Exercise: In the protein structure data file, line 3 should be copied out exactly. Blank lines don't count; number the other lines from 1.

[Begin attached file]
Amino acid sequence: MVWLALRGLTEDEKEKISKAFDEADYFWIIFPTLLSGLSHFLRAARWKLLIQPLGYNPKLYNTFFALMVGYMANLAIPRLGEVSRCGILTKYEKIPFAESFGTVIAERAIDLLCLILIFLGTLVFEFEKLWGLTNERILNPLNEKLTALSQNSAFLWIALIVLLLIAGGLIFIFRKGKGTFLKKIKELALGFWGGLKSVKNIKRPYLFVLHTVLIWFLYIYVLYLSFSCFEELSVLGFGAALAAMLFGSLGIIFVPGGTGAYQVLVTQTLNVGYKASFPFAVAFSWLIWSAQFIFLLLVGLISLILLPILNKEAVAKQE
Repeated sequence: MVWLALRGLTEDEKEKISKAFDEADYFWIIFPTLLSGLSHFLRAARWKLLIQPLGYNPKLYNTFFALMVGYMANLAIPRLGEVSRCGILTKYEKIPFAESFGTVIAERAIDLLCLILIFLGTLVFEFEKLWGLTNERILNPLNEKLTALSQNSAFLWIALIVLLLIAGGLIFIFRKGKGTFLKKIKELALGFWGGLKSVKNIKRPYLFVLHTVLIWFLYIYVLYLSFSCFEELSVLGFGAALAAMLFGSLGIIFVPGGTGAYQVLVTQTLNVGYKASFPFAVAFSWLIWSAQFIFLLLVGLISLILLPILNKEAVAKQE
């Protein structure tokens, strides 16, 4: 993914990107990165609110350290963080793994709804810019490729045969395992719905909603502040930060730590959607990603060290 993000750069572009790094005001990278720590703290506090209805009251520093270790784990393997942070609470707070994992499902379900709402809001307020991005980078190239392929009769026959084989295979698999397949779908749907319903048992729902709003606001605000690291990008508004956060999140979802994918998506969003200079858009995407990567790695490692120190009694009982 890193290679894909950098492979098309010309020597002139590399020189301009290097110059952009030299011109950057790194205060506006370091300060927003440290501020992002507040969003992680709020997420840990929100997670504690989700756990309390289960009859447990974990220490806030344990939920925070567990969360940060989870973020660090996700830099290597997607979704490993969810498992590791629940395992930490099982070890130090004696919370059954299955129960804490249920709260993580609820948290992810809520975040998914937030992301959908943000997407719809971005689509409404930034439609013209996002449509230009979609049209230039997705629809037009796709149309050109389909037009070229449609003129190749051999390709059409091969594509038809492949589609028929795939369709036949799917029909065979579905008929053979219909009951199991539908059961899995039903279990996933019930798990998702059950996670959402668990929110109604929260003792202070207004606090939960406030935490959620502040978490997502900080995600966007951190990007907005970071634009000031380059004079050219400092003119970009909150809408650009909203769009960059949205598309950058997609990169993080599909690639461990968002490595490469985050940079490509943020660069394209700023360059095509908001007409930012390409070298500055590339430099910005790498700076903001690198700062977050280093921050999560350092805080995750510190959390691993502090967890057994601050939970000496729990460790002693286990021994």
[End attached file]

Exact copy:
């Protein structure tokens, strides 16, 4: 993914990107990165609110350290963080793994709804810019490729045969395992719905909603502040930060730590959607990603060290 993000750069572009790094005001990278720590703290506090209805009251520093270790784990393997942070609470707070994992499902379900709402809001307020991005980078190239392929009769026959084989295979698999397949779908749907319903048992729902709003606001605000690291990008508004956060999140979802994918998506969003200079858009995407990567790695490692120190009694009982 890193290679894909950098492979098309010309020597002139590399020189301009290097110059952009030299011109950057790194205060506006370091300060927003440290501020992002507040969003992680709020997420840990929100997670504690989700756990309390289960009859447990974990220490806030344990939920925070567990969360940060989870973020660090996700830099290597997607979704490993969810498992590791629940395992930490099982070890130090004696919370059954299955129960804490249920709260993580609820948290992810809520975040998914937030992301959908943000997407719809971005689509409404930034439609013209996002449509230009979609049209230039997705629809037009796709149309050109389909037009070229449609003129190749051999390709059409091969594509038809492949589609028929795939369709036949799917029909065979579905008929053979219909009951199991539908059961899995039903279990996933019930798990998702059950996670959402668990929110109604929260003792202070207004606090939960406030935490959620502040978490997502900080995600966007951190990007907005970071634009000031380059004079050219400092003119970009909150809408650009909203769009960059949205598309950058997609990169993080599909690639461990968002490595490469985050940079490509943020660069394209700023360059095509908001007409930012390409070298500055590339430099910005790498700076903001690198700062977050280093921050999560350092805080995750510190959390691993502090967890057994601050939970000496729990460790002693286990021994």